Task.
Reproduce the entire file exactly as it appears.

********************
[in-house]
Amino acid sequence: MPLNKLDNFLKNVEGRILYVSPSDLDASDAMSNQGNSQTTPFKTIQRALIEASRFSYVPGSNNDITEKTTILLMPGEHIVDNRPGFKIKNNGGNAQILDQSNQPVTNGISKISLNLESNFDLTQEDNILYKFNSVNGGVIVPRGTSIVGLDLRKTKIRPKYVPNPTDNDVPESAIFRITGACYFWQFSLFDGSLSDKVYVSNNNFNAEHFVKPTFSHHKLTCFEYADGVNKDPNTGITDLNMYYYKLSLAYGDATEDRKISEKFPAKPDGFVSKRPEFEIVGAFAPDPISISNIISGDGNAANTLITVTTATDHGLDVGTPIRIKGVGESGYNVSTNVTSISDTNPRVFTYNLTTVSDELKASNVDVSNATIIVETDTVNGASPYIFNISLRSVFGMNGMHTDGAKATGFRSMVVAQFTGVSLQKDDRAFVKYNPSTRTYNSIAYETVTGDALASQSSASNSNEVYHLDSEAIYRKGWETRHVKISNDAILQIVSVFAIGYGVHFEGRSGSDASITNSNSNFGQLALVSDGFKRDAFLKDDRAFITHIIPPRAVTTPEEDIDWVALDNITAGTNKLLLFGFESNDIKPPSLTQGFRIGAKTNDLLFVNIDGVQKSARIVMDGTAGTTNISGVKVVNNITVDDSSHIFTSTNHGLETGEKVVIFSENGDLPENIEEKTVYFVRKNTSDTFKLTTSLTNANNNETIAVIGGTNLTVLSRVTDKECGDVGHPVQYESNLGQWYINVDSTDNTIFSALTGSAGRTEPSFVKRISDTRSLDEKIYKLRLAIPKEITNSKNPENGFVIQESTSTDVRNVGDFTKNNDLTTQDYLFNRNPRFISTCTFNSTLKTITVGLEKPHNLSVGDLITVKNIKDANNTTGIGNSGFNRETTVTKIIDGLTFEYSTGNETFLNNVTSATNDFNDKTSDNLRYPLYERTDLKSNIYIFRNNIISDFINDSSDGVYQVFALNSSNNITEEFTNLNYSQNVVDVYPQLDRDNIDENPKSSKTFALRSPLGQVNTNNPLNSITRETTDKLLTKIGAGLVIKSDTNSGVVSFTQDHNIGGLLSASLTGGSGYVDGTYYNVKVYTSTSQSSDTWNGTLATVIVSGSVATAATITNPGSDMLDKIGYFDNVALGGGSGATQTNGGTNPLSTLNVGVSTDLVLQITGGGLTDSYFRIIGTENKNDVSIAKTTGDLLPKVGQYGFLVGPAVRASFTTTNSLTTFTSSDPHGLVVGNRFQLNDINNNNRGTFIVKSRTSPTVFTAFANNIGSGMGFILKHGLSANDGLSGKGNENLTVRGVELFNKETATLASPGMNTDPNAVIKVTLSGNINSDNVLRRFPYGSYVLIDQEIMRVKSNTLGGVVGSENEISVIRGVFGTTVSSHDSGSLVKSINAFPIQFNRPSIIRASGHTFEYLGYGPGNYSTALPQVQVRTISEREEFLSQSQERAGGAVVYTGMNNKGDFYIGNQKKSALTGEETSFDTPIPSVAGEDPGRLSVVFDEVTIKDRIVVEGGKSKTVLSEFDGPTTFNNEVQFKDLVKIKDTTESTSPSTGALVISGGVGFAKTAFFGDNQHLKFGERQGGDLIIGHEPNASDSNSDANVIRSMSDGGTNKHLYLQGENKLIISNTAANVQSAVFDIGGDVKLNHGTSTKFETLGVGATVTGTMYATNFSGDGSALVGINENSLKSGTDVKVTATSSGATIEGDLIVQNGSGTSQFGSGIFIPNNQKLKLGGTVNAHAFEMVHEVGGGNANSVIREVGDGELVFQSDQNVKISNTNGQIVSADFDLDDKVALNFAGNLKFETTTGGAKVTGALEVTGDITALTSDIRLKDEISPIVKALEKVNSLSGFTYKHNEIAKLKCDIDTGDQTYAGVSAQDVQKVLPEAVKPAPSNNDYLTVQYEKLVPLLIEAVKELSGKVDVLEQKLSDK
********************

[in-house]
Amino acid sequence: MPLNKLDNFLKNVEGRILYVSPSDLDASDAMSNQGNSQTTPFKTIQRALIEASRFSYVPGSNNDITEKTTILLMPGEHIVDNRPGFKIKNNGGNAQILDQSNQPVTNGISKISLNLESNFDLTQEDNILYKFNSVNGGVIVPRGTSIVGLDLRKTKIRPKYVPNPTDNDVPESAIFRITGACYFWQFSLFDGSLSDKVYVSNNNFNAEHFVKPTFSHHKLTCFEYADGVNKDPNTGITDLNMYYYKLSLAYGDATEDRKISEKFPAKPDGFVSKRPEFEIVGAFAPDPISISNIISGDGNAANTLITVTTATDHGLDVGTPIRIKGVGESGYNVSTNVTSISDTNPRVFTYNLTTVSDELKASNVDVSNATIIVETDTVNGASPYIFNISLRSVFGMNGMHTDGAKATGFRSMVVAQFTGVSLQKDDRAFVKYNPSTRTYNSIAYETVTGDALASQSSASNSNEVYHLDSEAIYRKGWETRHVKISNDAILQIVSVFAIGYGVHFEGRSGSDASITNSNSNFGQLALVSDGFKRDAFLKDDRAFITHIIPPRAVTTPEEDIDWVALDNITAGTNKLLLFGFESNDIKPPSLTQGFRIGAKTNDLLFVNIDGVQKSARIVMDGTAGTTNISGVKVVNNITVDDSSHIFTSTNHGLETGEKVVIFSENGDLPENIEEKTVYFVRKNTSDTFKLTTSLTNANNNETIAVIGGTNLTVLSRVTDKECGDVGHPVQYESNLGQWYINVDSTDNTIFSALTGSAGRTEPSFVKRISDTRSLDEKIYKLRLAIPKEITNSKNPENGFVIQESTSTDVRNVGDFTKNNDLTTQDYLFNRNPRFISTCTFNSTLKTITVGLEKPHNLSVGDLITVKNIKDANNTTGIGNSGFNRETTVTKIIDGLTFEYSTGNETFLNNVTSATNDFNDKTSDNLRYPLYERTDLKSNIYIFRNNIISDFINDSSDGVYQVFALNSSNNITEEFTNLNYSQNVVDVYPQLDRDNIDENPKSSKTFALRSPLGQVNTNNPLNSITRETTDKLLTKIGAGLVIKSDTNSGVVSFTQDHNIGGLLSASLTGGSGYVDGTYYNVKVYTSTSQSSDTWNGTLATVIVSGSVATAATITNPGSDMLDKIGYFDNVALGGGSGATQTNGGTNPLSTLNVGVSTDLVLQITGGGLTDSYFRIIGTENKNDVSIAKTTGDLLPKVGQYGFLVGPAVRASFTTTNSLTTFTSSDPHGLVVGNRFQLNDINNNNRGTFIVKSRTSPTVFTAFANNIGSGMGFILKHGLSANDGLSGKGNENLTVRGVELFNKETATLASPGMNTDPNAVIKVTLSGNINSDNVLRRFPYGSYVLIDQEIMRVKSNTLGGVVGSENEISVIRGVFGTTVSSHDSGSLVKSINAFPIQFNRPSIIRASGHTFEYLGYGPGNYSTALPQVQVRTISEREEFLSQSQERAGGAVVYTGMNNKGDFYIGNQKKSALTGEETSFDTPIPSVAGEDPGRLSVVFDEVTIKDRIVVEGGKSKTVLSEFDGPTTFNNEVQFKDLVKIKDTTESTSPSTGALVISGGVGFAKTAFFGDNQHLKFGERQGGDLIIGHEPNASDSNSDANVIRSMSDGGTNKHLYLQGENKLIISNTAANVQSAVFDIGGDVKLNHGTSTKFETLGVGATVTGTMYATNFSGDGSALVGINENSLKSGTDVKVTATSSGATIEGDLIVQNGSGTSQFGSGIFIPNNQKLKLGGTVNAHAFEMVHEVGGGNANSVIREVGDGELVFQSDQNVKISNTNGQIVSADFDLDDKVALNFAGNLKFETTTGGAKVTGALEVTGDITALTSDIRLKDEISPIVKALEKVNSLSGFTYKHNEIAKLKCDIDTGDQTYAGVSAQDVQKVLPEAVKPAPSNNDYLTVQYEKLVPLLIEAVKELSGKVDVLEQKLSDK